2'. Anterior pronotal angles strongly developed in large males; body more elongate (3.9-4.4:1); pronotum of large males with lateral ridges strongly produced (Figure 3) . . . . . O. acuminatus Halstead, no common name

Figure 2. 

Oblique view of the pronotum of an adult male Oryzaephilus acuminatus Halstead, a stored products pest, showing the strongly developed anterior pronotal angles.


Credit: Division of Plant Industry
[Click thumbnail to enlarge.]

Figure 3. 

Dorsal view of the pronotum of an adult male Oryzaephilus mercator (Fauvel), the merchant grain beetle, showing lesser development of anterior pronotal angles, compared to O. acuminatus Halstead.


Credit: Division of Plant Industry
[Click thumbnail to enlarge.]

Figure 4. 

Oblique view of the pronotum of an adult male Oryzaephilus mercator (Fauvel), the merchant grain beetle, showing lesser development of anterior pronotal angles, compared to O. acuminatus Halstead.


Credit: Division of Plant Industry
[Click thumbnail to enlarge.]

Figure 5. 

Dorsal view of the left eye and temple of an adult Oryzaephilus mercator (Fauvel).


Credit: Division of Plant Industry
[Click thumbnail to enlarge.]

Figure 6. 

Dorsal view of the left eye and temple of an adult Oryzaephilus surinamensis (L.).


Credit: Division of Plant Industry
[Click thumbnail to enlarge.]

Male genitalia are also diagnostic for each species (see Halstead 1980).

Hosts

The neem tree (Azadirachta indica A. Juas) is primarily Indian in distribution. At least one tree is growing at the USDA Plant Introduction Station in southern Miami. The beetle appears to thrive in dry stored materials; in this case seeds. Although these seeds are reported to have insecticidal properties, the chemical does not appear to be toxic to O. acuminatus.

Although some host preferences may exist, it is likely that any stored plant materials could provide sustenance. The British interceptions were in coconut shells, and it was cultured on groundnuts, on copra, and on a mixture of rolled oats, wheatfeed, and yeast in the laboratory. The saw-toothed grain beetle is found in flour, grains, seeds, and many kinds of stored products.

Management

For management information see the Insect Management Guide for Stored Grain Pests (http://edis.ifas.ufl.edu/IG103).

Selected References

Buss LJ, Fasulo TR. (2006). Stored Product Pests (http://entomology.ifas.ufl.edu/fasulo/pests). UF/IFAS. SW 185. CD-ROM.

Cutler JR. 1971. A key for distinguishing the larvae of Ahasverus advena (Waltl), Cathartus quadricollis (Guer.), Oryzaephilus surinamensis (L.) and Oryzaephilus mercator (Fauv.) (Coleoptera; Silvanidae). Journal of Stored Product Research 7: 125-127.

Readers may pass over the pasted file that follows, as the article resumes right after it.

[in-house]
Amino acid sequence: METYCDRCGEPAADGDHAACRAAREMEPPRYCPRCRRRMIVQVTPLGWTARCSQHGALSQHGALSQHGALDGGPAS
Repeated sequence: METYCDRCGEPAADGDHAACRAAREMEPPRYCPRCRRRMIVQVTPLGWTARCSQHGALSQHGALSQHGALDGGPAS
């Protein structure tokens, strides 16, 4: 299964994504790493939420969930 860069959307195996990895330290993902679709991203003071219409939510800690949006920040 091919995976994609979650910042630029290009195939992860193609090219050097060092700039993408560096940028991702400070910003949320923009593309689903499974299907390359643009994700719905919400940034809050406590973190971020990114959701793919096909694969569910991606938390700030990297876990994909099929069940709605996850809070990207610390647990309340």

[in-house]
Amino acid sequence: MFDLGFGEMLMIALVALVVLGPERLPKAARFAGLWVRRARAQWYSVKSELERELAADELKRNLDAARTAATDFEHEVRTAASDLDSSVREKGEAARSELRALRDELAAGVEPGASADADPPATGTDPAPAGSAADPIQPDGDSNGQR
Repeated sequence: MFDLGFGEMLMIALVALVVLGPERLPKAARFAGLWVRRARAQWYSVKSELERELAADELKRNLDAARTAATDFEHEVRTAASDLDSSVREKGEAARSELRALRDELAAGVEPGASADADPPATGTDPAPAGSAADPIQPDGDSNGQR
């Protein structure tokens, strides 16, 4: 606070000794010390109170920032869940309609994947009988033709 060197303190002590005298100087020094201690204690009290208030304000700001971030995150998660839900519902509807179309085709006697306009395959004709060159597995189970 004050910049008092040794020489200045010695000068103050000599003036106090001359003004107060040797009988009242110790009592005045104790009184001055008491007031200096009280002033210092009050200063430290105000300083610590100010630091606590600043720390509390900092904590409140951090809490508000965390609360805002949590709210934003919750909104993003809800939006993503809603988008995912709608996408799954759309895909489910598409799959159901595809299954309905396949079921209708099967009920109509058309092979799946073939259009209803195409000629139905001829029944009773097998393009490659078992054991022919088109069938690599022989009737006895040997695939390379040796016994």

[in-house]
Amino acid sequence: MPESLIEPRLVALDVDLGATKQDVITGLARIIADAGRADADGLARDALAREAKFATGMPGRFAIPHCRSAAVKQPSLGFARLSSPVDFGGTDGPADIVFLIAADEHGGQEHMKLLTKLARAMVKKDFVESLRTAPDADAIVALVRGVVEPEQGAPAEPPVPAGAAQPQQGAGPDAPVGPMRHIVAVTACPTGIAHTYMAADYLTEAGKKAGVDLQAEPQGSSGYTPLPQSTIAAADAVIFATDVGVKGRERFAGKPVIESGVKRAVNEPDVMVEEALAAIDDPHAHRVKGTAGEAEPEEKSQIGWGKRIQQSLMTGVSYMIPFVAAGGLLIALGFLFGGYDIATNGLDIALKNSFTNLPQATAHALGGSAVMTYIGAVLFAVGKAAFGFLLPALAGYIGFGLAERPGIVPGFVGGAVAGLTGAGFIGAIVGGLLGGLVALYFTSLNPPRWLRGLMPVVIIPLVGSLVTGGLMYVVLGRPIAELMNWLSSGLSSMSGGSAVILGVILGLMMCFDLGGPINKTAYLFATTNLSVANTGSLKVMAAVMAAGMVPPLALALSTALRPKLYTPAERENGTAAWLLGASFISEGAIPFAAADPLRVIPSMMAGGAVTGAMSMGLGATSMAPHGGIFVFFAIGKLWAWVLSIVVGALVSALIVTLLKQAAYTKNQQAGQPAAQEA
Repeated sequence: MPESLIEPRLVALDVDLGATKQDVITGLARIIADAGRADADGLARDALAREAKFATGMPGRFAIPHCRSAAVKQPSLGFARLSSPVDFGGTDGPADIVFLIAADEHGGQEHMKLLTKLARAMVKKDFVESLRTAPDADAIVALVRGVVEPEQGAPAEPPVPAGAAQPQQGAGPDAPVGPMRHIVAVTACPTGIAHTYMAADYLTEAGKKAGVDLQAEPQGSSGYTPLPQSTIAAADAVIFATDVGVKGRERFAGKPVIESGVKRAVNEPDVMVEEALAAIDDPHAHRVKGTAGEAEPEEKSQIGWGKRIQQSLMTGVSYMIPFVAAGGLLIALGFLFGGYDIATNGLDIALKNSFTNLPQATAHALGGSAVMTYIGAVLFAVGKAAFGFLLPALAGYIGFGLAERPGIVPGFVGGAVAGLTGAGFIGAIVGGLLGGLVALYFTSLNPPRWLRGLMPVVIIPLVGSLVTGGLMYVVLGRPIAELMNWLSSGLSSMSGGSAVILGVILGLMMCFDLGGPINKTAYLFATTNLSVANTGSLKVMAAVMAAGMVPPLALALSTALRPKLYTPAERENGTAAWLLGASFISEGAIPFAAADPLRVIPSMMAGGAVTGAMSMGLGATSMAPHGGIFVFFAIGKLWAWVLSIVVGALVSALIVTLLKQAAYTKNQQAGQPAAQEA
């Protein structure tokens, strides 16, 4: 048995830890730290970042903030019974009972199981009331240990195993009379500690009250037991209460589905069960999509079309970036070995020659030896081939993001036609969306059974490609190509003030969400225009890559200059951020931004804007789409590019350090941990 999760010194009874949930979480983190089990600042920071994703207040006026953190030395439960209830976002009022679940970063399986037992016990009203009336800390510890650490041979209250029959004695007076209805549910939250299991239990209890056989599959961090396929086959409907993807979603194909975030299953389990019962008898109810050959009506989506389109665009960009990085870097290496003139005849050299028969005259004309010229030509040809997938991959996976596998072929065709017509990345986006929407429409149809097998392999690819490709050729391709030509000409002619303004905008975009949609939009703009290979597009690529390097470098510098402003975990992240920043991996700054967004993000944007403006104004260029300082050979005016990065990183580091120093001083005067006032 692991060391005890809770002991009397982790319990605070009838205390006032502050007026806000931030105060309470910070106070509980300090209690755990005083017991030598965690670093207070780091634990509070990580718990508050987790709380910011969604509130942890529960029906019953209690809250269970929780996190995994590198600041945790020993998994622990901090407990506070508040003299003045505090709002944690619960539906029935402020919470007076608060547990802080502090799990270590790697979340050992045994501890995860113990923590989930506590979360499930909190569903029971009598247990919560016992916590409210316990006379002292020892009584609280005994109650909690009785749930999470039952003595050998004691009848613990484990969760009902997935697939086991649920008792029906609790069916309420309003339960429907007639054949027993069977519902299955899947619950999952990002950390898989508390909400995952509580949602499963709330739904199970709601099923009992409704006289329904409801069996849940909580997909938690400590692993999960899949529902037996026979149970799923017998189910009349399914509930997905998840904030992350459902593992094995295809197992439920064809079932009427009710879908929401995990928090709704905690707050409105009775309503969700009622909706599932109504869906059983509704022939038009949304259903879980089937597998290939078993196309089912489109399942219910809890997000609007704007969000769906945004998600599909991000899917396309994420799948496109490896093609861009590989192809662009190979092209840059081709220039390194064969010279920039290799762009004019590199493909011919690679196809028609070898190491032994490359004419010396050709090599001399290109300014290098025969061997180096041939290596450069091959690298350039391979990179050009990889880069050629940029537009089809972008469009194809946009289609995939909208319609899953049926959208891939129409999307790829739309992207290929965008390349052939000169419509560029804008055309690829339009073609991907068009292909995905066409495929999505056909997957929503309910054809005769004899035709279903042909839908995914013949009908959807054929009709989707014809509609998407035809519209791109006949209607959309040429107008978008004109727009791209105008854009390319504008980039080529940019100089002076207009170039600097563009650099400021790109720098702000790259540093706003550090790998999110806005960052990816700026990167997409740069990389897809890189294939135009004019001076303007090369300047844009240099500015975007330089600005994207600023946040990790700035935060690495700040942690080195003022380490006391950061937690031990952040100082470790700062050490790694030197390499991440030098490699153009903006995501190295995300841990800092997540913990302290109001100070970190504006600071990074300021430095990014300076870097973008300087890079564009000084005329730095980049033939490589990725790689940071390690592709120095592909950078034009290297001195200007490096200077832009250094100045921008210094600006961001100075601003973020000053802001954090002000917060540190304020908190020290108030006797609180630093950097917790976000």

Halstead DGH. 1980. A revision of the genus Oryzaephilus Ganglbauer, including descriptions of related genera. (Coleoptera: Silvanidae). Zoological Journal of the Linnean Society 69: 271-374.

Jacob TA. 1981. Observations of the biology of Oryzaephilus acuminatus Halstead with comparative notes on the common species of Oryzaephilus (Coleoptera: Silvanidae). Journal of Stored Product Research 17: 17-23.

Koehler PG, Short DE, Fasulo TR. (1998). Pests In and Around the Home (http://entomology.ifas.ufl.edu/fasulo/pests). UF/IFAS, SW-126.

Peterson A. 1979. Larvae of Insects: An Introduction to the Nearctic species. Part II. Coleoptera, Diptera, Neuroptera, Siphonaptera, Mecoptera, Trichoptera. Columbus. (Published by the author). 416 p.

Footnotes

1.

This document is EENY-188 (IN345) (originally published as DPI Entomology Circular 257), one of a series of Featured Creatures from the Entomology and Nematology Department, UF/IFAS Extension. Published: January 2001. Revised: June 2006. Reviewed: July 2014. This document is also available on Featured Creatures website at http://entomology.ifas.ufl.edu/creatures. Please visit the EDIS website at http://edis.ifas.ufl.edu.

2.

M. C. Thomas and R. E. Woodruff, Florida Department of Agriculture and Consumer Services, Division of Plant Industry, Gainesville, Florida.


The Institute of Food and Agricultural Sciences (IFAS) is an Equal Opportunity Institution authorized to provide research, educational information and other services only to individuals and institutions that function with non-discrimination with respect to race, creed, color, religion, age, disability, sex, sexual orientation, marital status, national origin, political opinions or affiliations. For more information on obtaining other UF/IFAS Extension publications, contact your county's UF/IFAS Extension office.

U.S. Department of Agriculture, UF/IFAS Extension Service, University of Florida, IFAS, Florida A & M University Cooperative Extension Program, and Boards of County Commissioners Cooperating. Nick T. Place, dean for UF/IFAS Extension.